Two brokers have spoken out about the clawback system, saying that brokers are being reprimanded for mistakes made by banks as well as the unforeseeable life events faced by their clients.
Bernard Desmond of Blank Financial told MPA that three of his clients’ separations have cost him $30,000 in clawbacks this year. In addition, one of these scenarios saw a client charged almost $30,000 in break fees.
“On one hand you are reprimanding the broker because the loan got closed in that two-year period and on the other hand you are penalising the customer because they are on a contract with you and the break cost is almost $30,000,” he said. “If a client is going through a challenging time in their lives and are selling their house and not moving from bank to bank, why should a broker be reprimanded for that?”
The clients in these scenarios all had portfolios of properties, making the commission clawed back especially large, said Desmond. He told MPA that the clawback system was posing problems for newer entrants to the industry and solo operators who didn’t have the time and resources to maintain strong client relationships over the 24 months following settlement.
“That’s why more than 50% of them don’t survive,” he said.
Read more: How to deal with clawbacks
Louisa Sanghera, of Zippy Financial, spoke of a recent incident in which a client with multiple properties decided to move all of their loans from a second-tier bank after the lender in question made a mistake that it took months to fix.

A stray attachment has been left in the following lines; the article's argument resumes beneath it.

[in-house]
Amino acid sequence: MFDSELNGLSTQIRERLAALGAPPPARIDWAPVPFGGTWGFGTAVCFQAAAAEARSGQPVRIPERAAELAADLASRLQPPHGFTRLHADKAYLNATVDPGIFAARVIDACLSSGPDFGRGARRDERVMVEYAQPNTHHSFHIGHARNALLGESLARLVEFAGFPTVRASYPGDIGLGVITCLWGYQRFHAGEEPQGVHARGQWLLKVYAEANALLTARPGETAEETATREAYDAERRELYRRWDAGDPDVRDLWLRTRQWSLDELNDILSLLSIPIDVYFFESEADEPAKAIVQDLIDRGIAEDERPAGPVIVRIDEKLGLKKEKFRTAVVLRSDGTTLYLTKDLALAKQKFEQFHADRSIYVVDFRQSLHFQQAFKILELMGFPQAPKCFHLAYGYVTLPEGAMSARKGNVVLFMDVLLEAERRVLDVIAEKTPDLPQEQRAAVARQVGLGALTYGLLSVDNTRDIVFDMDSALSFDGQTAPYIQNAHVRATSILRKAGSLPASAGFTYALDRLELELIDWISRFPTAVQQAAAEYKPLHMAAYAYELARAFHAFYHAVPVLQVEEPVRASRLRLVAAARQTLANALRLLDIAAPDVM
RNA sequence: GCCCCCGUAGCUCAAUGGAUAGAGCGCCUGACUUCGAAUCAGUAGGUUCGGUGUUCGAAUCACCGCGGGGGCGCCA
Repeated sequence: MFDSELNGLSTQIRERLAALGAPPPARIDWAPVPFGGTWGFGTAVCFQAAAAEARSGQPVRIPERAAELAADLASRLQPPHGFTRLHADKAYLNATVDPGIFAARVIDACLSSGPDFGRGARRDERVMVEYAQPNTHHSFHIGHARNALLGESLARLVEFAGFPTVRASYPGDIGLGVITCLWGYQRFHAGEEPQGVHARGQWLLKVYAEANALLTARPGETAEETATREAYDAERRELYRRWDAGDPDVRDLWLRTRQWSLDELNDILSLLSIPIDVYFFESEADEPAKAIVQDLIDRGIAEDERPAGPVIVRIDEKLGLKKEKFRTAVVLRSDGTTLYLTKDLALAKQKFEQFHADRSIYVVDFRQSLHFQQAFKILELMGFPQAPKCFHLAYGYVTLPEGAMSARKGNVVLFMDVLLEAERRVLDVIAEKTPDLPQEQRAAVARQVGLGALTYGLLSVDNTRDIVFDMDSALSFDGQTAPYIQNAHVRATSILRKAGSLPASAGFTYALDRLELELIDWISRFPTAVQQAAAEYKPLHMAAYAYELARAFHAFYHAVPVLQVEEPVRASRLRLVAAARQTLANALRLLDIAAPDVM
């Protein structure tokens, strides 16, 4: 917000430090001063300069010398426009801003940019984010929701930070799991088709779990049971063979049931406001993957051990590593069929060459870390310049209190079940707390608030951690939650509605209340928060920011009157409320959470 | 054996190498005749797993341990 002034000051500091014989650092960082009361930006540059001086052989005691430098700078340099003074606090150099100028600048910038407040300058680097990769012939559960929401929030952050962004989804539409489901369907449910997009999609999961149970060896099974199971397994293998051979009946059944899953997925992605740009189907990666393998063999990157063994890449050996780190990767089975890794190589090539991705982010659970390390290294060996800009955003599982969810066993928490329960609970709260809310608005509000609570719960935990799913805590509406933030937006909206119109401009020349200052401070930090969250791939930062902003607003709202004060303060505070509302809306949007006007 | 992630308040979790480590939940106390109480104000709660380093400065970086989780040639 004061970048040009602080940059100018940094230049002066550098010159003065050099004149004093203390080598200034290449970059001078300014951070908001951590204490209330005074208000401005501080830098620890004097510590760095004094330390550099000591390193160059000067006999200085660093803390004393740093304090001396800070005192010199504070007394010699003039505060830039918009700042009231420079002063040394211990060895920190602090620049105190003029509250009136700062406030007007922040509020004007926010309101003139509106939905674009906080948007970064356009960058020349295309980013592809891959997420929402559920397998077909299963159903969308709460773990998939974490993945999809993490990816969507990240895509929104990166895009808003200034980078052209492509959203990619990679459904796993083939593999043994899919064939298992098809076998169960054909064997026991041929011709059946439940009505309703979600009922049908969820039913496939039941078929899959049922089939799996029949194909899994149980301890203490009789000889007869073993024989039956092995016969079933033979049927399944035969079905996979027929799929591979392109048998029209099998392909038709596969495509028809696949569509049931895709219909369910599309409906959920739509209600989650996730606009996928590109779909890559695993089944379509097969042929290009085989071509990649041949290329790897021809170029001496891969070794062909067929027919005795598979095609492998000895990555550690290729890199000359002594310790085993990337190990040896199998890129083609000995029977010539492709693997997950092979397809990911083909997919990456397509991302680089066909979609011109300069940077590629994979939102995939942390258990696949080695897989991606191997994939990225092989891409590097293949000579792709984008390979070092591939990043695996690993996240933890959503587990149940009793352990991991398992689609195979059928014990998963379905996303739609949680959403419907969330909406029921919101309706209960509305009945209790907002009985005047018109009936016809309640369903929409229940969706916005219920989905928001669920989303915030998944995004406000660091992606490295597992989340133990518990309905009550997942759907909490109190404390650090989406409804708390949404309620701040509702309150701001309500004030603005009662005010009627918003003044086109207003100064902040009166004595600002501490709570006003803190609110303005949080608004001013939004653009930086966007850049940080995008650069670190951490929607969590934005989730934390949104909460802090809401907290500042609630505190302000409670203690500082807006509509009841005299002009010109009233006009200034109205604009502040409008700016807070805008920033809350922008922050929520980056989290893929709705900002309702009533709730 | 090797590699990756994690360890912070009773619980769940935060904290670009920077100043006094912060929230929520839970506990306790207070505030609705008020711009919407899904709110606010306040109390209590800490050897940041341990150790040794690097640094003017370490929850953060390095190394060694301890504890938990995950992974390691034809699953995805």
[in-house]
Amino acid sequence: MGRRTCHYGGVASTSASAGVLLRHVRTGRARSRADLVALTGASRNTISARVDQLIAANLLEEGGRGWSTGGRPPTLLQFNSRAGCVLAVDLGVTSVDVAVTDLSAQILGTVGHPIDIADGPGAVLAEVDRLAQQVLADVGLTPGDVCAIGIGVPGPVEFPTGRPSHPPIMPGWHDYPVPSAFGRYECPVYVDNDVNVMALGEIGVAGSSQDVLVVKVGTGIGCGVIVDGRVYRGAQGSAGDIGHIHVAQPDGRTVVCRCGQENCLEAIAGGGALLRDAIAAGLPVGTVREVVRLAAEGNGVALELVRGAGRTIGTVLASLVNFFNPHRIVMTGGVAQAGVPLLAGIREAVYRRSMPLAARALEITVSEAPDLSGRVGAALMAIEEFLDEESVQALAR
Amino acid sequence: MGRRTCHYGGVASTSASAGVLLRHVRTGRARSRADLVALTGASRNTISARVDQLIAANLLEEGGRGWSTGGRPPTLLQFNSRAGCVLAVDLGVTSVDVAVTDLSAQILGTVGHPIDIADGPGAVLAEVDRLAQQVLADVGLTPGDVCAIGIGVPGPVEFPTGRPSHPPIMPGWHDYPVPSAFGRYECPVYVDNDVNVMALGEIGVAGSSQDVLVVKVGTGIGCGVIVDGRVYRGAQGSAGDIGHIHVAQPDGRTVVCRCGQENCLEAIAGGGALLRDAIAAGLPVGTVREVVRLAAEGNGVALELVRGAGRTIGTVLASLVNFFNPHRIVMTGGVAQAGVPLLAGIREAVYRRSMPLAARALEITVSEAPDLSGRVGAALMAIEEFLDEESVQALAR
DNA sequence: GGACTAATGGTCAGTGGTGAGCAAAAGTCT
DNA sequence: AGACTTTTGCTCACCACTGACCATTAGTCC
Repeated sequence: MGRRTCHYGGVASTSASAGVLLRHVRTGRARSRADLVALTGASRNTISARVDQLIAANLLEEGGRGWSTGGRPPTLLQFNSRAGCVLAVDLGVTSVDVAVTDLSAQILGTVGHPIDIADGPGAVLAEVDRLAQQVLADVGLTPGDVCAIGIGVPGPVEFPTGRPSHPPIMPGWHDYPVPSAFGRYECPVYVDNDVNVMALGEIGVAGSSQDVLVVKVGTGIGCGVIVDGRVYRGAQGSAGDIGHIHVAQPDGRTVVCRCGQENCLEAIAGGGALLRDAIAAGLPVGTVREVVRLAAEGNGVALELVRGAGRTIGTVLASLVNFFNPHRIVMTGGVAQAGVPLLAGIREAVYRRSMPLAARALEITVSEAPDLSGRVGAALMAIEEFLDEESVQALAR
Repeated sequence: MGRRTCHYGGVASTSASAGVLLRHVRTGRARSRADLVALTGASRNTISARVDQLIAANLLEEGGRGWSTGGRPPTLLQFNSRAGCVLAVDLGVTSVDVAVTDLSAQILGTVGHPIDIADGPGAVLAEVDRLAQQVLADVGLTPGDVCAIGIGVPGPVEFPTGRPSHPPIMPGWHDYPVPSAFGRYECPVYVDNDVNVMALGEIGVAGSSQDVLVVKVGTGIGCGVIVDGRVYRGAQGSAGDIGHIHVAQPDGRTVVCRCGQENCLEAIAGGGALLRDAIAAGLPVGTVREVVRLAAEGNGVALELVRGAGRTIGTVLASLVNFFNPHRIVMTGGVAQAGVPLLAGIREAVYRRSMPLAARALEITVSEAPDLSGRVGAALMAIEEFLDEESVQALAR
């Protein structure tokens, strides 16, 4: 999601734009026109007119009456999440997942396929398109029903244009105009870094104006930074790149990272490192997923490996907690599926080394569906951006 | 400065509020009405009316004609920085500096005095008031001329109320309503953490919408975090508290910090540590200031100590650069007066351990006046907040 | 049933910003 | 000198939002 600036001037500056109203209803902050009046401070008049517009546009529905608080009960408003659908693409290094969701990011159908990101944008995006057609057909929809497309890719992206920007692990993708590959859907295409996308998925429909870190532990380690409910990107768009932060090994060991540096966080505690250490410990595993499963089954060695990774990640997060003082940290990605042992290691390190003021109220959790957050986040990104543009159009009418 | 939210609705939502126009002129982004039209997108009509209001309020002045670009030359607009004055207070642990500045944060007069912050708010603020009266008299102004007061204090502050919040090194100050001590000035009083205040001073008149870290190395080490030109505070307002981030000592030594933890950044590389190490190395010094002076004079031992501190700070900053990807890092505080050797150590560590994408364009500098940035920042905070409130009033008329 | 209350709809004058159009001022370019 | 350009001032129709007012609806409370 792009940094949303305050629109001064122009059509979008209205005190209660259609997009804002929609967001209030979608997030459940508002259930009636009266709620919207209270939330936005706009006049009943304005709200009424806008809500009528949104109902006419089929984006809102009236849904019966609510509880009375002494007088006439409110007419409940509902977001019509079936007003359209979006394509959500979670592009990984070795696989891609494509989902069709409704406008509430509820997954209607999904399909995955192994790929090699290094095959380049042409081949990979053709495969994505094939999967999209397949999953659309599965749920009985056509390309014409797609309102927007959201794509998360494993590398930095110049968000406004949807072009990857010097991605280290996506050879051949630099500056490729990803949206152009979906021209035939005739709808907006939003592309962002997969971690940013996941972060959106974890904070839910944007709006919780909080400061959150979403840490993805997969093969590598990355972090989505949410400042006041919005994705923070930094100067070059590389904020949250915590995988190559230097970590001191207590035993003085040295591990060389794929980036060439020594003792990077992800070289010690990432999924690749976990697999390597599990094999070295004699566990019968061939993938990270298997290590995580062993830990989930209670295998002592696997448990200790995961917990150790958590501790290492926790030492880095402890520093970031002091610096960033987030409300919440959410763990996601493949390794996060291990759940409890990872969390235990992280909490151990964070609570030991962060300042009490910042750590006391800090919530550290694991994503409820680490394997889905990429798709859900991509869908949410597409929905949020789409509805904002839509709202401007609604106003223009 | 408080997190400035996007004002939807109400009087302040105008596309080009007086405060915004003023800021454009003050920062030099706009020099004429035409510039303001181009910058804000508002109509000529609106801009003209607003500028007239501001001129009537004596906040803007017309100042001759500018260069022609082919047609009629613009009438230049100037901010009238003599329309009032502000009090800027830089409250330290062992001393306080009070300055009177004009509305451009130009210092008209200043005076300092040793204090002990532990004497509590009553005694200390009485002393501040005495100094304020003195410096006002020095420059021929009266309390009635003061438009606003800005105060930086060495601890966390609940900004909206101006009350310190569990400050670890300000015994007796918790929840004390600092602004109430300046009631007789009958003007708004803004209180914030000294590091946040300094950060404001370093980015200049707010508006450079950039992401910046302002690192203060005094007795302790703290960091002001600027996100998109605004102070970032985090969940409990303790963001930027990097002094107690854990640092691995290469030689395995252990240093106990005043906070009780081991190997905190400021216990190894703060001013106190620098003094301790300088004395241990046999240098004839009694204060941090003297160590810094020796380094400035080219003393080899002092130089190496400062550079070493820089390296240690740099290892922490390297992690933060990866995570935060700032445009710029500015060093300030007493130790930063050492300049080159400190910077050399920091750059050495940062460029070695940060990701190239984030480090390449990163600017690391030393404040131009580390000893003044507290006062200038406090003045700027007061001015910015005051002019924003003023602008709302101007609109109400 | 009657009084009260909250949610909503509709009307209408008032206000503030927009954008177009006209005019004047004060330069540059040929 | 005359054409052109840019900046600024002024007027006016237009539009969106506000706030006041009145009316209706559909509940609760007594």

“We worked so hard for this client,” she said. “I’m going to get four clawbacks on that whole portfolio, which is going to be a massive chunk of the income I’ve earned this year.
“The upsetting thing is, I didn’t make that mistake and I was trying my best to fix the mistake for him, but the bank made a mistake on a mistake on a mistake trying to fix it.”
Not only does she now stand to lose the commissions she was paid for introducing four loans to the bank in questions, she could also lose up to $8,000 in business costs incurred from writing the loans, Sanghera confirming it costs her “about $2,000 to do a mortgage from start to finish.”
Both Sanghera and Desmond believe a line should be drawn by lenders when it comes to situations such as these.
“I would really like there to be some sort of review board for when we get those deals and we’re being punished because of the bank’s mistakes,” said Sanghera.
Desmond said brokers should not be subject to clawback under certain extenuating circumstances.
“Life events, such as death or divorce, should not fall under clawback,” he said. “There was nothing wrong that I did in my process or that the bank could do to save the marriage. They literally sold their houses and distributed the assets between the two parties.”
He said there was no realistic way that a broker could foresee a marriage break up at the time of writing a loan.
“It’s a very awkward situation to stand before a couple as a broker and ask them, do you expect to stay together for the next 24 months?” he said.
He added that 24 months was too long a period for clawback to apply given the current environment in which “the banks themselves are promoting cashback culture.”
Read more: Does more cashback mean more clawback?
But the most important change he would like to see is that more banks work with brokers to retain customers.
“If a customer agrees to do a discharge and that notification is going directly to the banks, the first thing the banks should be doing is working with the broker and the customer to understand, what is it we can do to retain your business?” he said. “Right now, only two banks are doing that really well.”
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